Again, I’m not saying you should be irresponsible with your money. But I think it’s fine to eat principal. It’s more about making the plan work, but you have to be educated about it.  If your financial plan shows you eating principal in retirement and the downward slope is pretty steep, you have to keep in mind all of the unknowns that could exist down the road that could blow up your plan.  A major unplanned health expense, disability, long term care, a new administration takes over and taxes go up 25%!  Whatever it is, you have to build room into your plan for contingencies.  So, eating principal is fine, but make sure you leave enough room in there for the unknowns.

Leads to my next point…

Plan for the worst-case scenario!

Every plan has a set of assumptions behind it - taxes, inflation, return on investment, etc.  I’ve seen so many plans where these assumptions are completely nuts!  For example, when I got in the business in the early 2000s, it was late into the tech bubble time period.  The market crashed and was still crashing.  But just a few years prior to that, the market had been cruising up at phenomenal rates of return.  My first boss was showing his clients plans with a 12% average annual rate of return.  Guess what happened?  The next 10-12 years had a 0% rate of return for US Stock markets!

To build a rock-solid plan, you need to build in the worst-case scenario. To do this, you need to overestimate taxes, overestimate inflation, and underestimate investment returns.  Then see what it takes to make this “worst-case” scenario work.

When I build plans for clients, I want to give them the best chance possible to succeed.  So I build them assuming the worst-case scenario.  It increases the chances of success, but it also shapes the client’s behavior and forces them to do the right things.  At the very least, it puts them in a position to be educated, know what they need to do, and know what the potential consequences can look like if they don’t follow through.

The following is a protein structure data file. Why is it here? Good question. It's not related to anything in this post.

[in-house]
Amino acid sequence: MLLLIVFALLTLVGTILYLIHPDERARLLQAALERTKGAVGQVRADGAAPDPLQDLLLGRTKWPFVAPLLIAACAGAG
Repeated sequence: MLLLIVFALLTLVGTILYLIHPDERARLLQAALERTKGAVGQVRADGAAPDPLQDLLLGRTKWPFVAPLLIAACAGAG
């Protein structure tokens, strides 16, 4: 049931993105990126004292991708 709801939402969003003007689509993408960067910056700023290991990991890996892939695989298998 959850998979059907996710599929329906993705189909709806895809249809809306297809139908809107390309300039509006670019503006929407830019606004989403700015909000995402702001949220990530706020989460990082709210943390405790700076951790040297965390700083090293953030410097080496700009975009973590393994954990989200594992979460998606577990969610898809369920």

Plan for a range of scenarios

In practice, I usually build two plans for my clients.  A best-case and worst-case scenario.  I show them both, show them what can happen if they do the bare minimum, show them what can happen if they push to do more, and let them make the choice.  Ultimately most will end up somewhere in the middle.  But it takes the pressure off and gives them a couple of simple steps to follow.  All they need to do is pull the trigger and rely on their financial adviser to do the rest!

I hate the word Retirement!

This word is terrible.  There's too many assumptions about what this means and a connotation towards things ending. My experience working with people is that this couldn't be further from the truth! I usually tell clients this is your Independence Day. This is a milestone where you've reached the point at which you get to decide what to do with your time. You're making choices based on what you want, not based on money.



What Kind of Risk Should You Be Taking?

Risk Taking, Financial Planning, Expectations and Behavior

If you have ever worked with me as a client, you know that I’m constantly talking about risk.  There’s a reason for that.  Risk is probably going to be one of the largest determining factors in whether you reach your financial goals.  Don’t take enough and you won’t get the returns you need to retire or reach those goals.  Take too much and you run the risk of your portfolio taking too many losses at the wrong times and your financial plan essentially “blowing up”.

Let’s break this down. There’s three ways I look at risk as a Investment Adviser and Investor. 

1)      Risk with regards to investment returns

2)      Risk with regards to a Financial Plan

3)      Risk with regards to behavior. 

All are super important and frankly tie together like the ingredients in a recipe.